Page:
Tennis leaders followed Osaka’s lead last August when she withdrew from the semifinals of the Western & Southern Open to protest racial injustice, tournament organizers called off all play that day in a show of solidarity. She played her semifinal, but there is clearly less consensus this time, suggesting that Osaka may have misread the room. The Grand Slam tournaments even brandished the possibility of a “major offense” investigation if she continued to break the rules, which could lead to further fines or suspension from future Grand Slam tournaments. The grounds for such sanctions would be the rule that defines a major offense as “a series of two or more” violations of the code of conduct within a 12-month period, which “when viewed together establish a pattern of conduct that is collectively egregious and is detrimental or injurious to the Grand Slam tournaments.”


Repeatedly skipping news conferences could be considered a pattern of conduct. Evert said tennis leaders and Osaka should meet and work through the issues before “this blows up anymore.”

Osaka has had, in general, a positive relationship with the news media. But in her announcement on social media ahead of the French Open, she said, “I have often felt that people have no regard for athletes mental health, and this rings very true whenever I see a press conference or partake in one.” She focused in particular on players being required to speak after defeats.

Osaka, whose decision caught some members of her own support team by surprise, did not say whether she was experiencing a specific mental-health issue, but she made it clear in her social media posts that she felt strongly about taking a stand. “If the organizations think that they can just keep saying, ‘do press or you’re gonna be fined’ and continue to ignore the mental health of the athletes that are the centerpiece of their cooperation then I just gotta laugh.”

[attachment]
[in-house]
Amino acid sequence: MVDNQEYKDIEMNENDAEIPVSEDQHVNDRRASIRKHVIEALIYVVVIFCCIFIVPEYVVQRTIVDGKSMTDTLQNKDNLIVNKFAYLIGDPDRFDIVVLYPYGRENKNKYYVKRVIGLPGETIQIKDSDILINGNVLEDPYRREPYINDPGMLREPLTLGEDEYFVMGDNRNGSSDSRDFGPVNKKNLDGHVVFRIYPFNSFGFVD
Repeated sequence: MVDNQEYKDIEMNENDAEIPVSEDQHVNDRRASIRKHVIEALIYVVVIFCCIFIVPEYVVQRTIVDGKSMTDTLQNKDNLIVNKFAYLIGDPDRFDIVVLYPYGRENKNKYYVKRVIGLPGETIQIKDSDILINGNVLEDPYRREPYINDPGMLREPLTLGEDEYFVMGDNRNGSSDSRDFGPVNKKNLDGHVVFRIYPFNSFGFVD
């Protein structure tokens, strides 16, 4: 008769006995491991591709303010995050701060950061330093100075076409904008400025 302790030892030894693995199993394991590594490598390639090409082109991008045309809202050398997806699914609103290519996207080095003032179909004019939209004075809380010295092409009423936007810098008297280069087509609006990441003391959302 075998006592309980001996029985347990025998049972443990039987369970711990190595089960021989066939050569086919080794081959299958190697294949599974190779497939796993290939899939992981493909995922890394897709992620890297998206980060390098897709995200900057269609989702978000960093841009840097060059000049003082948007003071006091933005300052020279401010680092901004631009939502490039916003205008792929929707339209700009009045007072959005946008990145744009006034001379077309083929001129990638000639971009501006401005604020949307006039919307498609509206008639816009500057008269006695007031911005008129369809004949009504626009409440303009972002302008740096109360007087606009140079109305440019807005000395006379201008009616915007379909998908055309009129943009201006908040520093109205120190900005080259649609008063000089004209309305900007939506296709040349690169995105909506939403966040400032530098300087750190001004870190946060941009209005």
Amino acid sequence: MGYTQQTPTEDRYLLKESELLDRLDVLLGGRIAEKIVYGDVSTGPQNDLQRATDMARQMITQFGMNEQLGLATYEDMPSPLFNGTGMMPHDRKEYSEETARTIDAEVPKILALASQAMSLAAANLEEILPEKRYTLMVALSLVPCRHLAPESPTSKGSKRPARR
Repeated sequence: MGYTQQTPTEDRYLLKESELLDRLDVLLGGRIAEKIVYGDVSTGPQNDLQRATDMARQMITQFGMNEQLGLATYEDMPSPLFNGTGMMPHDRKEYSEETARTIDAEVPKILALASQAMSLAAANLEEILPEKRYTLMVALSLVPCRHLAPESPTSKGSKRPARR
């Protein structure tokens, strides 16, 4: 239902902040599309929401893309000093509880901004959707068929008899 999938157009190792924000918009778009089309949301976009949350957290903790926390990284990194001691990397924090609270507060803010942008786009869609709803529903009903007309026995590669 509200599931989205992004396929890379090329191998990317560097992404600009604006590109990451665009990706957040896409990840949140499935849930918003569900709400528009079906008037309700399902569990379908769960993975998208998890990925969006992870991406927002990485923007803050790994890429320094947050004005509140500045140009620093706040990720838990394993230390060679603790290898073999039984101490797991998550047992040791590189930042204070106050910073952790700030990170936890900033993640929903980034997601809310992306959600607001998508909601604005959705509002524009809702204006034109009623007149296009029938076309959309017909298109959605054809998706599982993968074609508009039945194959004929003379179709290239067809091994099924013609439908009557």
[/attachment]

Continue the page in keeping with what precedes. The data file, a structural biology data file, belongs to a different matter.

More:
The Grand Slam leadership said on Sunday that players’ mental health was “of the utmost importance to the Grand Slams.”


“We individually and collectively have significant resources dedicated to player well-being,” the statement said. “In order to continue to improve, however, we need engagement from the players to understand their perspective and find ways to improve their experiences.

No leading player has yet expressed publicly a desire to follow Osaka’s lead by skipping news conferences. The main draws of the previous generation — Roger Federer, Rafael Nadal, Djokovic and Serena Williams — have regularly answered questions after each match despite becoming global stars.

There is concern among tennis leaders that Osaka could set a precedent at a time when social media has given stars a broad platform to reach the public directly. But the Grand Slam leaders emphasized that the news media still played an important role.

“A core element of the Grand Slam regulations is the responsibility of the players to engage with the media, whatever the result of their match, a responsibility which players take for the benefit of the sport, the fans and for themselves,” their statement said. “These interactions allow both the players and the media to share their perspective and for the players to tell their story. The facilitation of media to a broad array of channels, both traditional and digital, is a major contributor to the development and growth of our sport and the fan base of individual players.”

Osaka was not silent after her 6-4, 7-6 (4) victory over Tig on the main Philippe Chatrier Court on Sunday. She answered three questions from the on-court interviewer, Fabrice Santoro, after the match and a few more queries on her way off the court from Wowow, the Japanese broadcaster with whom she is under contract.


But she declined all other television requests and skipped the news conference. After earning more than $55 million in the last year, she can afford the $15,000 fine and other fines that might come her way. The bigger question is whether she wants to risk jeopardizing her participation in the French Open. She has struggled on clay and never advanced past the third round in Paris, but the tournament remains one of the pillars of the sport.

The next chance to escalate or defuse the tension comes in the second round on Wednesday against Ana Bogdan of Romania.